The violin is one of the most beautiful and engaging instruments ever made. Even after hundreds of years, it’s still hot. Just look at Lindsey Stirling, a dancing violinist who got her start on America’s Got Talent and Youtube, and now sells out stadiums. Ever versatile, the violin can produce both classical, pop, and rock music. It seems strange to think there was once a time when the violin didn’t exist, at least not in the form we know.
The creation of the violin
Stringed instruments played with a bow have been around for a long time. The first record dates back to the 9th century, when a Persian geographer referenced a bowed Byzantine lire. The instrument made its way west through Europe, where it was also called a fiddle. As time went on, two bowed instruments emerged, but one – known as the lira da braccio (viol for the arm) won out in the end. It had a square shape and was held in the arms, while the other had been held between a person’s knees.
We don’t see a more clearly violin-like instrument until the 16th century, specifically in a painting by Gaudenzio Ferrari. Called Madonna of the Orange Tree, the viewer can see a cherub playing an instrument very similar to a violin. Historians aren’t sure where these “violins” were made, but it’s most likely northern Italy, where the most popular stringed instruments were being produced at the time. Between the 16th and 19th century, violins went through a few major changes. They got a much longer fingerboard and it was tilted more. These adjustments allowed the player to hit higher and louder notes.
While Andrea Amati created the modern violin, his techniques were not perfected until nearly a century and a half later, by Antonio Stradivari. Born in Italy in 1644, Stradivari spent his whole life making the most beautiful and sought-after violins of all time. He made over 1,000, and around 650 still exist. He made his first in 1666, but his best were made between 1700 and 1725. He redesigned the sound box and painted them with a deep red varnish.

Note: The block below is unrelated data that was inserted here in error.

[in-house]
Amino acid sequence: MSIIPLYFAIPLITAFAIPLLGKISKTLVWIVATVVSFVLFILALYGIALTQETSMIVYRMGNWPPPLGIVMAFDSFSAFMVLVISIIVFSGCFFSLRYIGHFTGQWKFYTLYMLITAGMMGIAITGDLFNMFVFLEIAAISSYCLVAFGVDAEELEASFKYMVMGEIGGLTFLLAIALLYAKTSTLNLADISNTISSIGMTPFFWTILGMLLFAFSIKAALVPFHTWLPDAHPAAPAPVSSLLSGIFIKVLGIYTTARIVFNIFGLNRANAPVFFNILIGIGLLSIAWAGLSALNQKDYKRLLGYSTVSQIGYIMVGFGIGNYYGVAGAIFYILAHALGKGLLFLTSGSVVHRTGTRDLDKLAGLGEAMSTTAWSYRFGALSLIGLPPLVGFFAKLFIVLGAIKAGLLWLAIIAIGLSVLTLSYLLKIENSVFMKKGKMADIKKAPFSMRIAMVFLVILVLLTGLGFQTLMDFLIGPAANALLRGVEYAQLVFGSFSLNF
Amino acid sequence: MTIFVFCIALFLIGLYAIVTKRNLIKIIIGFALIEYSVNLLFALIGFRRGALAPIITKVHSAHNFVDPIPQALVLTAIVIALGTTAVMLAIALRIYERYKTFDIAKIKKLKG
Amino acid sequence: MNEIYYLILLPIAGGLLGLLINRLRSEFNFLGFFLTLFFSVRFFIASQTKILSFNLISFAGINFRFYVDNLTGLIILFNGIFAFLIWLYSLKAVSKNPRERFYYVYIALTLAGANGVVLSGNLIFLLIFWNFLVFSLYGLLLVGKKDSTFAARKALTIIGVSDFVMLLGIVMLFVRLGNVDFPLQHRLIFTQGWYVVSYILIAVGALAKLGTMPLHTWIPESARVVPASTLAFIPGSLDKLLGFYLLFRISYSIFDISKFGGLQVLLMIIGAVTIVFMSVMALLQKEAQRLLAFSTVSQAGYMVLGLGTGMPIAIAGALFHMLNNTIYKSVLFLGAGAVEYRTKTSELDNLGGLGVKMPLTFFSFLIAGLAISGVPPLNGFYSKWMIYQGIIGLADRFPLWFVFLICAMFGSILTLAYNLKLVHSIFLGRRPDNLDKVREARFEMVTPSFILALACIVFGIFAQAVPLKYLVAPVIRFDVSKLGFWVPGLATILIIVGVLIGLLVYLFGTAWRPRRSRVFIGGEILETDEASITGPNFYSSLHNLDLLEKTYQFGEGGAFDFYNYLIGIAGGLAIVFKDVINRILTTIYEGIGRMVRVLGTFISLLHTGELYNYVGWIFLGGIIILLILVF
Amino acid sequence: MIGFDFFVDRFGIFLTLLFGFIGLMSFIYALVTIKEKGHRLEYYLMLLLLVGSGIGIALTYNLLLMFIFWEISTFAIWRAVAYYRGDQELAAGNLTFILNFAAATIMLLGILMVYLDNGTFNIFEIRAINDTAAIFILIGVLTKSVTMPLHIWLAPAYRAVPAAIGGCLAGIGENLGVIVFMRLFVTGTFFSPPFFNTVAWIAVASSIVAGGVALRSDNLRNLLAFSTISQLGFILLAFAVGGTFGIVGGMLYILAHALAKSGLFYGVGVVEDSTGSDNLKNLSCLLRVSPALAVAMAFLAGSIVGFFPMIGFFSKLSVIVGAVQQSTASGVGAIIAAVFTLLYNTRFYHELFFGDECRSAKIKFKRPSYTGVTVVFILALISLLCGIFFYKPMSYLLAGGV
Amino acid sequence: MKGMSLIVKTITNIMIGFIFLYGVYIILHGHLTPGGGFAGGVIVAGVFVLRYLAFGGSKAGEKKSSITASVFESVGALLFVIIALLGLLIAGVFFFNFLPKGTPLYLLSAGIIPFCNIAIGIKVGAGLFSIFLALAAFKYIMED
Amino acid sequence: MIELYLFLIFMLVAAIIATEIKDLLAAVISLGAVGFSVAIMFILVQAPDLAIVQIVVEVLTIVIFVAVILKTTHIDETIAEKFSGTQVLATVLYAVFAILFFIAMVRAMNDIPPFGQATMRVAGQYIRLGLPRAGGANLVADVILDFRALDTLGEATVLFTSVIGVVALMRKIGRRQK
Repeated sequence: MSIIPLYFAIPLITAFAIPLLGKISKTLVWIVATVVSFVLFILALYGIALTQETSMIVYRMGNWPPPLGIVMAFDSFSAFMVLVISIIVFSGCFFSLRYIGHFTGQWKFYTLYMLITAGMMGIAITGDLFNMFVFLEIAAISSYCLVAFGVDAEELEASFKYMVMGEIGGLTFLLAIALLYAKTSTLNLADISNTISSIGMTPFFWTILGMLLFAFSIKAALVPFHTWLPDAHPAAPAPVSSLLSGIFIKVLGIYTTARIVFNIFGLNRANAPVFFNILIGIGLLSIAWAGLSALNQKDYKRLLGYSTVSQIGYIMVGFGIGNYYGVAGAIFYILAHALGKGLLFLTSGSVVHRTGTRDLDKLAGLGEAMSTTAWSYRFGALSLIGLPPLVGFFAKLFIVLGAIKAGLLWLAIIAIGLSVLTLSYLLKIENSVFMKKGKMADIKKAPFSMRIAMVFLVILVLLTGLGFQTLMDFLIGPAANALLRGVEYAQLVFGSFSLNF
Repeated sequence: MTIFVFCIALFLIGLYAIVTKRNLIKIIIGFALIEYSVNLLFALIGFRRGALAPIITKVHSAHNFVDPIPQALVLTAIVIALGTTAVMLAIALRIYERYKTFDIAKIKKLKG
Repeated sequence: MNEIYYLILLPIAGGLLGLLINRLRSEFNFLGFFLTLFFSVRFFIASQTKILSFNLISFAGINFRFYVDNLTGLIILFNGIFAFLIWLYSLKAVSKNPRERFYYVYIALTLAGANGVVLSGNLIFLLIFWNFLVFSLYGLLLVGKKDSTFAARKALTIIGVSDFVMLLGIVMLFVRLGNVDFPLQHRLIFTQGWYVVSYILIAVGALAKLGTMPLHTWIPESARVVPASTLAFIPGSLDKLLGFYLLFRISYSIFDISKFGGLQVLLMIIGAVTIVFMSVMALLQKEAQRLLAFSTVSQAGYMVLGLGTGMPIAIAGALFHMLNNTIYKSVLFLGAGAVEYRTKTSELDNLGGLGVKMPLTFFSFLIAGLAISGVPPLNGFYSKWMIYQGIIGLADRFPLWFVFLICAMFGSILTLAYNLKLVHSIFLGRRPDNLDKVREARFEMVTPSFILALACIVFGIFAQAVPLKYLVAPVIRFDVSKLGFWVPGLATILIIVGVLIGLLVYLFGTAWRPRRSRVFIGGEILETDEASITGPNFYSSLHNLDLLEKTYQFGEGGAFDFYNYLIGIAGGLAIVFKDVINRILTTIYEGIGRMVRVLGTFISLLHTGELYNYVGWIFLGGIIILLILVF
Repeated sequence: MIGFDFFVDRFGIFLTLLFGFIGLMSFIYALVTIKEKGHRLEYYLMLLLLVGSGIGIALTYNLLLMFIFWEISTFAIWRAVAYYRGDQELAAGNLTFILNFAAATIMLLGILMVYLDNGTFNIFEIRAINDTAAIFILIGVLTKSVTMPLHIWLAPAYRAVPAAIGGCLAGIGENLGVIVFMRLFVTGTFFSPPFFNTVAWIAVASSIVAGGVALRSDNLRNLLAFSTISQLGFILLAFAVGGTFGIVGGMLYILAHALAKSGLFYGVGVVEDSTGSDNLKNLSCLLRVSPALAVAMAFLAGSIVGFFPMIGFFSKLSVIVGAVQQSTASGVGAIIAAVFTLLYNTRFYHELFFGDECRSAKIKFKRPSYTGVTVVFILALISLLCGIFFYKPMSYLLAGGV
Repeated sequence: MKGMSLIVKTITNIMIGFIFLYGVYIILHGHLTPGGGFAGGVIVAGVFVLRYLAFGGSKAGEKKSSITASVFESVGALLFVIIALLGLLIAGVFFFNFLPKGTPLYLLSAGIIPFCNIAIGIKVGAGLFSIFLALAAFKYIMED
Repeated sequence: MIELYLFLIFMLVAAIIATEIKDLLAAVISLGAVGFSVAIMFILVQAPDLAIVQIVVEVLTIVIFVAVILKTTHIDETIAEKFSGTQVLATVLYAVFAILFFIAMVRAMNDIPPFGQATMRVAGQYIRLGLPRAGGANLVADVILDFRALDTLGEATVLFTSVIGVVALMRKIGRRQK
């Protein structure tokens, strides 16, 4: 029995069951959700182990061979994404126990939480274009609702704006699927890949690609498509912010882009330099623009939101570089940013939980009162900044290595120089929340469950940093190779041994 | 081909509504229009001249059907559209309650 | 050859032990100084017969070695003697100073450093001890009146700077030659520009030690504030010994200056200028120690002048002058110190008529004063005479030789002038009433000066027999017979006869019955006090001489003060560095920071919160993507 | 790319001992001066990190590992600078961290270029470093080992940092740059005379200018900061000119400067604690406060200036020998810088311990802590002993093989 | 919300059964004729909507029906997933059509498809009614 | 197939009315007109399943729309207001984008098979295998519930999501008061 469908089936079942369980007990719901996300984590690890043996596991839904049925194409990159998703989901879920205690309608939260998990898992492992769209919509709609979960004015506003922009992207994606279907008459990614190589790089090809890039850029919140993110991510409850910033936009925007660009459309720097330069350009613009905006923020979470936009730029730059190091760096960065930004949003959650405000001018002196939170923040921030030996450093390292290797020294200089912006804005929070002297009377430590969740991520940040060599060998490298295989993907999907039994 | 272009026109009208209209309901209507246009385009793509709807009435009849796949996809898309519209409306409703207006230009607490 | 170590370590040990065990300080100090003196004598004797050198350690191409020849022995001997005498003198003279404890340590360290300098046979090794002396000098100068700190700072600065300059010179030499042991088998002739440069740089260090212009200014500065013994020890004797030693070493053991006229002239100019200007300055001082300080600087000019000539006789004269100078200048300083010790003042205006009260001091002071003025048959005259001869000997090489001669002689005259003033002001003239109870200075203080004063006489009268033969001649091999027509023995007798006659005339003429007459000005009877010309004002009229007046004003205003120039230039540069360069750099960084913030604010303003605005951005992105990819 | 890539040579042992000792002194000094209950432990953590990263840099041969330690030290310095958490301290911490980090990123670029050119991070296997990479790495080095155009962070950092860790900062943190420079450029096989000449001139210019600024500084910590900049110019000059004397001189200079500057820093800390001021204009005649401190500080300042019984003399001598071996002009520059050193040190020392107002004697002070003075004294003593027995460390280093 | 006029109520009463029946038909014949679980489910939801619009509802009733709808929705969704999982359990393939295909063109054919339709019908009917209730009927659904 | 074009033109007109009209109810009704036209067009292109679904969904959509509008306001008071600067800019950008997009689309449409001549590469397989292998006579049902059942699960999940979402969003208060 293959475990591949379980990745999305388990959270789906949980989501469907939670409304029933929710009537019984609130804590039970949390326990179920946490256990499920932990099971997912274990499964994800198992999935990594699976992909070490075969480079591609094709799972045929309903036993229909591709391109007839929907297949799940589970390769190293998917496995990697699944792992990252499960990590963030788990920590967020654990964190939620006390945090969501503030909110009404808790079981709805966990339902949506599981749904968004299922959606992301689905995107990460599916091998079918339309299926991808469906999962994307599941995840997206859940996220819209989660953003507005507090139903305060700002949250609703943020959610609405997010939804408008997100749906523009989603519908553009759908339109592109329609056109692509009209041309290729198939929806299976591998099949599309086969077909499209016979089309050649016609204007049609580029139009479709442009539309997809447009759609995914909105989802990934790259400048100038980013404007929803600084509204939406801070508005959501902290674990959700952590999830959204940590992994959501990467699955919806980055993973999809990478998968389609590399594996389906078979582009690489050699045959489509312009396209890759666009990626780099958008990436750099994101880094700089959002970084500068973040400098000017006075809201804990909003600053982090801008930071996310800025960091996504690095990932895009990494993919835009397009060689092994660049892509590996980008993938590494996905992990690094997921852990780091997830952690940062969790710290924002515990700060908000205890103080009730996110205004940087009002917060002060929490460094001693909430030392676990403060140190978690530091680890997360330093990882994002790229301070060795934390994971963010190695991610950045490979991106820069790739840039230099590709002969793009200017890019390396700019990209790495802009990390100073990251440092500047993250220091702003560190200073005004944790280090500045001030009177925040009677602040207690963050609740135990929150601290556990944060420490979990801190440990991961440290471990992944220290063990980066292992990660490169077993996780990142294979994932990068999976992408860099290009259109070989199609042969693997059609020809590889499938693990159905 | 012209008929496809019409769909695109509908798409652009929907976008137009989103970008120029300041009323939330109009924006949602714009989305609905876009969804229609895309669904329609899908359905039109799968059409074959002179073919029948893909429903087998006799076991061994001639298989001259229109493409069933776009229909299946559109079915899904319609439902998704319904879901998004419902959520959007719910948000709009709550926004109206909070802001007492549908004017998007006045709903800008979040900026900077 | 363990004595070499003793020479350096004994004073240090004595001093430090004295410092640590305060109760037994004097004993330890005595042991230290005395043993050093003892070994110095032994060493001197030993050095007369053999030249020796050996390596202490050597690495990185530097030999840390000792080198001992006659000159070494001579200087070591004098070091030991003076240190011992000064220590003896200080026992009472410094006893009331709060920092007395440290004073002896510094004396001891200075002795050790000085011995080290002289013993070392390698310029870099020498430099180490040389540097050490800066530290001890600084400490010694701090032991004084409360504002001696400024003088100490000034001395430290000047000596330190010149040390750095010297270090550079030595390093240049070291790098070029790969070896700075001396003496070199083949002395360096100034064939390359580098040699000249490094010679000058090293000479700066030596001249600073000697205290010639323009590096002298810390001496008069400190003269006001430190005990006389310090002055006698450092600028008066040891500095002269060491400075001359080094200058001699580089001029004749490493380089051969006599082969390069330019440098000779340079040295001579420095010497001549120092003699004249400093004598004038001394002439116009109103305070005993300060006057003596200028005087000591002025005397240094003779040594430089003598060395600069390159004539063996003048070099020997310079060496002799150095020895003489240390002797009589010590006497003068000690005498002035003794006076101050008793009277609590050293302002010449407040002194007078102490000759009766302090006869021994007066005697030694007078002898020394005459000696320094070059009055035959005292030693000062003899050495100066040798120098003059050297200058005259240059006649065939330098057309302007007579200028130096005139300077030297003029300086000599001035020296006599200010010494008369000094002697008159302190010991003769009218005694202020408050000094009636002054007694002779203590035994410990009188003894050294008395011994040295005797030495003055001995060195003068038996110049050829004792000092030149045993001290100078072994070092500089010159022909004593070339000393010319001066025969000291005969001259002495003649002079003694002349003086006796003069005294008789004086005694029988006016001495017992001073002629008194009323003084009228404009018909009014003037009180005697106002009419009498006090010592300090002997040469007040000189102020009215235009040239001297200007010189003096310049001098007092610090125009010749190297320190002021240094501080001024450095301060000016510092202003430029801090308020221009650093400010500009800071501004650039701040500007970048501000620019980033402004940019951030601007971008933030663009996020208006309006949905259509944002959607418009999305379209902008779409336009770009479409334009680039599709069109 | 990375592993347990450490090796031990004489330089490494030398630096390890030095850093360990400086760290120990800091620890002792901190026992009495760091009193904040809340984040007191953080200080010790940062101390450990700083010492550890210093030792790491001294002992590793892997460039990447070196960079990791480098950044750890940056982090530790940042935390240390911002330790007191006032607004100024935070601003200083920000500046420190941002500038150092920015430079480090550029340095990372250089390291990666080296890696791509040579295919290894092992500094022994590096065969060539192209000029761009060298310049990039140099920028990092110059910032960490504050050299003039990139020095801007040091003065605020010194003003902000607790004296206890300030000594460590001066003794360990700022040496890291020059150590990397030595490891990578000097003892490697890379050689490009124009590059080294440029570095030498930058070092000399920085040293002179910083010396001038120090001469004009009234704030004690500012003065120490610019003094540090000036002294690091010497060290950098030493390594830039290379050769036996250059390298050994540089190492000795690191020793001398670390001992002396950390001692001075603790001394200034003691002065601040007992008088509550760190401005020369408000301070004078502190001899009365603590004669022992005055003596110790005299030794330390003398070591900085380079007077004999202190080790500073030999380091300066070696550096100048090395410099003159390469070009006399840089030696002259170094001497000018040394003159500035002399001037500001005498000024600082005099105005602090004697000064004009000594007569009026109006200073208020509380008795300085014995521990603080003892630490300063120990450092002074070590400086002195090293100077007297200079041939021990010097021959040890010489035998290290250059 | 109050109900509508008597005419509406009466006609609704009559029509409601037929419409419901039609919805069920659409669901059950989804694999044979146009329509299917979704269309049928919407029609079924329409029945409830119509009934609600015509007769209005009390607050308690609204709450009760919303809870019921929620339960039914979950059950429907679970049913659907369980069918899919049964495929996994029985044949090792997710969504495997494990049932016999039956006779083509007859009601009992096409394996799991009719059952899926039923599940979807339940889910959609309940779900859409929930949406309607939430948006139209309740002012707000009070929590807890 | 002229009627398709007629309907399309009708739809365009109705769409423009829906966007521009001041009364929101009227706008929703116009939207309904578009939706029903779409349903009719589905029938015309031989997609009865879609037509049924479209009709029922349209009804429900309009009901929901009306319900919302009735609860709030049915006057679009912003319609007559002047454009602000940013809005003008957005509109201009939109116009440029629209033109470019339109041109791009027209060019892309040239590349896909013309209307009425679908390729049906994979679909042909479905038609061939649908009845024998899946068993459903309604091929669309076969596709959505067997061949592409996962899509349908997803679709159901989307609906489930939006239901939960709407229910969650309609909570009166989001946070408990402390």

For years, people suspected that the secret to a Stradivarius lay in that varnish. However, after French and German scientists analyzed the lacquer, they revealed that it’s just oil, resin, and multiple red pigments. These ingredients would have been widely-used, so there’s nothing special there. Stradivari was just that good.
However, another study examining the sound of the violin unearthed something interesting. Taiwanese scientists used software that usually analyzes human speech and compared singers’ vowel sounds to 15 antique violinists, including a Stradivarius. They found that its harmonic tones correspond closely to a tenor and contralto. Violins mimic human voices.
The best violin music in the world
Violin music was played and enjoyed by street musicians and the upper classes for centuries. Antonio Vivaldi was a violinist and made his mark on late Baroque styles. “The Four Seasons” is considered one of the best pieces of music for the violin. Other great pieces include Paganini’s “Caprice No. 24” and Brahms’ “Violin Sonata No. 3.”
Today, you’ll even hear violin used a lot in pop and rock music, especially the electric violin. These can have as few as four strings or as many as seven. They often sound like electric guitars and they allow a performer to move around on stage. If you have a young violinist who is feeling discouraged, show them performers like Lindsey Stirling and let them play a wider variety of music. The violin is up to the challenge.
After searching a garbage dump for an old violin, a man discovered it was actually worth $50,000. What other treasures have been found in the trash?